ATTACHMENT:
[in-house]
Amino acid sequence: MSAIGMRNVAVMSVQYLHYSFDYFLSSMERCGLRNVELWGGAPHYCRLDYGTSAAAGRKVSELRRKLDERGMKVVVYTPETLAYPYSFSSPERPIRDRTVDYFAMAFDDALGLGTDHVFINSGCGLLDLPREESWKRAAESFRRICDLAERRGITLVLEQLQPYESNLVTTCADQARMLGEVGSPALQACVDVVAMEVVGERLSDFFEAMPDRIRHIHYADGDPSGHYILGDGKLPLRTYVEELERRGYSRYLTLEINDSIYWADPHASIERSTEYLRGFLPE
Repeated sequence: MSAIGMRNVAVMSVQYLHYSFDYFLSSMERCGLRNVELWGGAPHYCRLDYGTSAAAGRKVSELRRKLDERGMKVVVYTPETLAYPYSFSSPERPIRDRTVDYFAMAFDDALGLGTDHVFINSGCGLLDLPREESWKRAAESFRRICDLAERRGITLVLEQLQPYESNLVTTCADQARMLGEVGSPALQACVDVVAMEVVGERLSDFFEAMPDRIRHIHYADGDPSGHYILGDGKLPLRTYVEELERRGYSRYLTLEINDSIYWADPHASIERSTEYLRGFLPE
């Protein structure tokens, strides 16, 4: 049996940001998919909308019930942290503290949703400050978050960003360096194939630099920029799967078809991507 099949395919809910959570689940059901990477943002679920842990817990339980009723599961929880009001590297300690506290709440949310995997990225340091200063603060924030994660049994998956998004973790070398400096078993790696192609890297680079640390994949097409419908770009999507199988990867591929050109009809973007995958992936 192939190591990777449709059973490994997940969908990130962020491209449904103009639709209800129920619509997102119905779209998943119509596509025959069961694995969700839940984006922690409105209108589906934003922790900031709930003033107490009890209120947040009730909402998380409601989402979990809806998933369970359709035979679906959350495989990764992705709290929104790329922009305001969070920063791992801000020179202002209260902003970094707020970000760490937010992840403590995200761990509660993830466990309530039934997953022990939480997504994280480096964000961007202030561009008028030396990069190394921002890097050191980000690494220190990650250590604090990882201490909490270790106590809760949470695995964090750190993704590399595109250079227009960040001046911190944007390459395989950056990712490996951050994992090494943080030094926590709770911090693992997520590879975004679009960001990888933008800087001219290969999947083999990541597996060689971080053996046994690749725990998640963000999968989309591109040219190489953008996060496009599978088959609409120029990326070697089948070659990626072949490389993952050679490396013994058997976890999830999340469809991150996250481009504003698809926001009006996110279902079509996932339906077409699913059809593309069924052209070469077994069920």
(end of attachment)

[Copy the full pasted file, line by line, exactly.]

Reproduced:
[in-house]
Amino acid sequence: MSAIGMRNVAVMSVQYLHYSFDYFLSSMERCGLRNVELWGGAPHYCRLDYGTSAAAGRKVSELRRKLDERGMKVVVYTPETLAYPYSFSSPERPIRDRTVDYFAMAFDDALGLGTDHVFINSGCGLLDLPREESWKRAAESFRRICDLAERRGITLVLEQLQPYESNLVTTCADQARMLGEVGSPALQACVDVVAMEVVGERLSDFFEAMPDRIRHIHYADGDPSGHYILGDGKLPLRTYVEELERRGYSRYLTLEINDSIYWADPHASIERSTEYLRGFLPE
Repeated sequence: MSAIGMRNVAVMSVQYLHYSFDYFLSSMERCGLRNVELWGGAPHYCRLDYGTSAAAGRKVSELRRKLDERGMKVVVYTPETLAYPYSFSSPERPIRDRTVDYFAMAFDDALGLGTDHVFINSGCGLLDLPREESWKRAAESFRRICDLAERRGITLVLEQLQPYESNLVTTCADQARMLGEVGSPALQACVDVVAMEVVGERLSDFFEAMPDRIRHIHYADGDPSGHYILGDGKLPLRTYVEELERRGYSRYLTLEINDSIYWADPHASIERSTEYLRGFLPE
């Protein structure tokens, strides 16, 4: 049996940001998919909308019930942290503290949703400050978050960003360096194939630099920029799967078809991507 099949395919809910959570689940059901990477943002679920842990817990339980009723599961929880009001590297300690506290709440949310995997990225340091200063603060924030994660049994998956998004973790070398400096078993790696192609890297680079640390994949097409419908770009999507199988990867591929050109009809973007995958992936 192939190591990777449709059973490994997940969908990130962020491209449904103009639709209800129920619509997102119905779209998943119509596509025959069961694995969700839940984006922690409105209108589906934003922790900031709930003033107490009890209120947040009730909402998380409601989402979990809806998933369970359709035979679906959350495989990764992705709290929104790329922009305001969070920063791992801000020179202002209260902003970094707020970000760490937010992840403590995200761990509660993830466990309530039934997953022990939480997504994280480096964000961007202030561009008028030396990069190394921002890097050191980000690494220190990650250590604090990882201490909490270790106590809760949470695995964090750190993704590399595109250079227009960040001046911190944007390459395989950056990712490996951050994992090494943080030094926590709770911090693992997520590879975004679009960001990888933008800087001219290969999947083999990541597996060689971080053996046994690749725990998640963000999968989309591109040219190489953008996060496009599978088959609409120029990326070697089948070659990626072949490389993952050679490396013994058997976890999830999340469809991150996250481009504003698809926001009006996110279902079509996932339906077409699913059809593309069924052209070469077994069920």